How to renovate a science lab in Hungary using EU money

A few weeks ago HEC Paris (École des hautes études commerciales de Paris) launched its first “Massive Online Open Course” entitled “Understanding Europe: Why It Matters and What It Can Offer You.” The professor, Alberto Alemanno, is a young, enthusiastic Italian who recounts all the wonderful things the European Union can offer to its citizens. Indeed, the list is impressive. But anyone who is at all familiar with “reality on the ground,” let’s say in Hungary, knows how all those good intentions can be abused. Take the case of a small town in Hungary that received a relatively small grant from the convergence money the country gets from Brussels.

The readers of Hungarian Spectrum have already encountered the hero of our story. On May 1, 2013 I gave an optimistic title to that day’s post: “Greed might be the undoing of Viktor Orbán and his regime.” In it I wrote about two possible corruption cases. One was the allocation of tobacconist concessions in the town of Szekszárd, the county seat of Tolna County. The other was possible fraud in Lajos Simicska’s Közgép, the company that received about 75% of all government contracts financed by Brussels. Of course, I was naive. Although the case of Szekszárd was absolutely clear cut, there were no consequences of the revelations. As for the second case, I guessed wrong: the suspension of EU funds had nothing to do with Közgép.

The hero in Szekszárd was Ákos Hadházy, a veterinarian who had served on the city council representing Fidesz. It was he who discovered that the Fidesz mayor and his colleagues had the list of applicants for tobacconist concessions in Szekszárd and singlehandedly decided the winners: friends and relatives, and people who sympathized with Fidesz. I detailed Hadházy’s struggle with his conscience that eventually led him to HVG, which published the story.

Hadházy subsequently left Fidesz but decided to remain in politics. He eventually settled for LMP and today is representing this party on the Szekszárd city council. Our veterinarian continues to keep his eyes and ears open, looking for possible corruption. He even started a blog, szekszardihetkoznapok.blog.hu. It was here that he published his latest findings about the fate of monies received from the European Union.

The Béla I Gymnasium needed a new chemistry-physics lab. This project involved tearing down a wall between two smaller classrooms to make the new lab 155 m². They also created a room for equipment, laid linoleum down on the floors, and supplied the desks with gas pipes, electricity, and water. The cost was 157 million forints or €518,811.74. As Hadházy rightly pointed out, from that amount of money one can build a nice new house.

The science lab at Béla I Gymnasium, Szekszárd on the opening day

The science lab at Béla I Gymnasium, Szekszárd on opening day

Here is a list of the items that money was spent on. The town paid €21,000 for advice on writing the grant application. Another €6,000 was spent on “planning and technical supervision.” €59,000 went for IKT (információs és kommunikációs technológiák) which included 2 intelligent blackboards, 2 simple blackboards, voting software for 40, a projector, and 4 laptops. Hadházy checked the prices of these pieces of equipment and found that one could buy them for half the price. The town also needed a feasibility study, costing €16,524. Hadházy had difficulty interpreting the item “creation of pedagogical and professional concepts,” which was €21,500. After all, the experiments the students have to conduct can be found in the textbooks; one does not have to develop new concepts for them.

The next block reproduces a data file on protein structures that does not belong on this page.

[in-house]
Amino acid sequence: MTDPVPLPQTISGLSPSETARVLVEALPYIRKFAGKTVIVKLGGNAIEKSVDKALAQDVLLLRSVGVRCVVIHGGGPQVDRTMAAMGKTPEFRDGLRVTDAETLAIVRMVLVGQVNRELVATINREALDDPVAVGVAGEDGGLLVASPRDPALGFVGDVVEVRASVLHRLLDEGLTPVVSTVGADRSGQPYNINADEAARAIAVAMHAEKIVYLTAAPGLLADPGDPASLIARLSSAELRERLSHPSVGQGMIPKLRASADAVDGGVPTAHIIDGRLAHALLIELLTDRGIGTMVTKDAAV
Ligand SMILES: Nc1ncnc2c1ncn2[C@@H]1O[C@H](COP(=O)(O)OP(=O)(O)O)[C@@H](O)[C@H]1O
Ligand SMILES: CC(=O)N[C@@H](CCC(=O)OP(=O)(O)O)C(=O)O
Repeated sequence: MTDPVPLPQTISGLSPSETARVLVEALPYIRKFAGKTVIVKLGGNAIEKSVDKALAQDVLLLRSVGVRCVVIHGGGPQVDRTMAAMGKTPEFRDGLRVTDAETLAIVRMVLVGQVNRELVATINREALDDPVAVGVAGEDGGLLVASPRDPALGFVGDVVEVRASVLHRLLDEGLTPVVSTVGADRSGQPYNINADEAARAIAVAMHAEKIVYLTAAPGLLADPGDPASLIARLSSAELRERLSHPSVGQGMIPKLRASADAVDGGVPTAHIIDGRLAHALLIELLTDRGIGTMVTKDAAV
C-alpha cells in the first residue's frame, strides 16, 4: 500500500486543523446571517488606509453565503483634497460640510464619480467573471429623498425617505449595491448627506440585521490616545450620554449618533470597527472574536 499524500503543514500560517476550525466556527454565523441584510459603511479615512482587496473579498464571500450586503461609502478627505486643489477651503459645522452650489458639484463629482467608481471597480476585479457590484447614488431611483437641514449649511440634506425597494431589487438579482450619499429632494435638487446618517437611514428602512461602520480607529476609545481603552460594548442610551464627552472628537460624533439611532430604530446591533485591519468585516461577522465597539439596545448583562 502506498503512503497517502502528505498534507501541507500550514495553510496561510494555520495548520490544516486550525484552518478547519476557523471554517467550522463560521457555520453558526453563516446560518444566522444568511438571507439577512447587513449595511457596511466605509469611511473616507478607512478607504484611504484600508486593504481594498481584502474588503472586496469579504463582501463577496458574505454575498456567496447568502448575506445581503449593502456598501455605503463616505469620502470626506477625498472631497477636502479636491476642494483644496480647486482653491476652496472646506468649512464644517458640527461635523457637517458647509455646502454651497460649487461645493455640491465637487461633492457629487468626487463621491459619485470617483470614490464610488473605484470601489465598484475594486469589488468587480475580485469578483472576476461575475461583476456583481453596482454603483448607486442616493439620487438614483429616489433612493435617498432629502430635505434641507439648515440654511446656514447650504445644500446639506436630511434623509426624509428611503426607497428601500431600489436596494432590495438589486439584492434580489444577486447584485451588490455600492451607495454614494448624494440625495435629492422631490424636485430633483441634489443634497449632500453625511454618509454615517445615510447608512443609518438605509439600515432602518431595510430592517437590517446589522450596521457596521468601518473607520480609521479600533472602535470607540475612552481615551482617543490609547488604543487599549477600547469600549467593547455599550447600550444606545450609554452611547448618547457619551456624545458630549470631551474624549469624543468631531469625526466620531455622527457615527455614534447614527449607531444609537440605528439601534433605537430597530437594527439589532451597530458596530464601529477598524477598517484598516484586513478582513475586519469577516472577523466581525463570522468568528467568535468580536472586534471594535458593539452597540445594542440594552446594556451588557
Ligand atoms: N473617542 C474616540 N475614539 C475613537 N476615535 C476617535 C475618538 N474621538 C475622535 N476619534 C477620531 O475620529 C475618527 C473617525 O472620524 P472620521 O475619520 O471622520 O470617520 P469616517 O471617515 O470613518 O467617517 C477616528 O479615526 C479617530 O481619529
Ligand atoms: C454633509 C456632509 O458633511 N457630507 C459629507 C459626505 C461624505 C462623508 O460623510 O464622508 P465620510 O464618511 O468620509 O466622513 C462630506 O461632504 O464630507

But we are nowhere close to the end of the list. €66,000 was spent on a “multimedia presentation package.” That involved the performance and description of 100 experiments and their representation on videos.  Another €66,000 was needed for “digital material” on chemistry, biology, physics. Almost €66,000  was spent on paper, telephone, and dues. A hefty €51,000 was spent on software that helps allocate space for the different classes in the lab. The project management team received €66,000. And finally €53,000 was spent on outreach, marketing, and the opening day. At the opening there were several speakers, including Rózsa Hoffmann and the local head of the Klebersberg Intézet. There were couple of open house days for students where modest refreshments–coffee, soft drinks, biscuits–were served. Hadházy points out that these kinds of projects are underway throughout the country and the waste is staggering.

As HVG noted in a follow-up article, this particular Szekszárd project by itself is small potatoes; it is just one of 52 projects currently in progress. The entire cost of these projects is borne by the European Union. As one of the Fidesz members of the Szekszárd city council indignantly told Hadházy when he complained about the exorbitant cost, nothing terrible happened here because after all “it did not cost Szekszárd a penny.”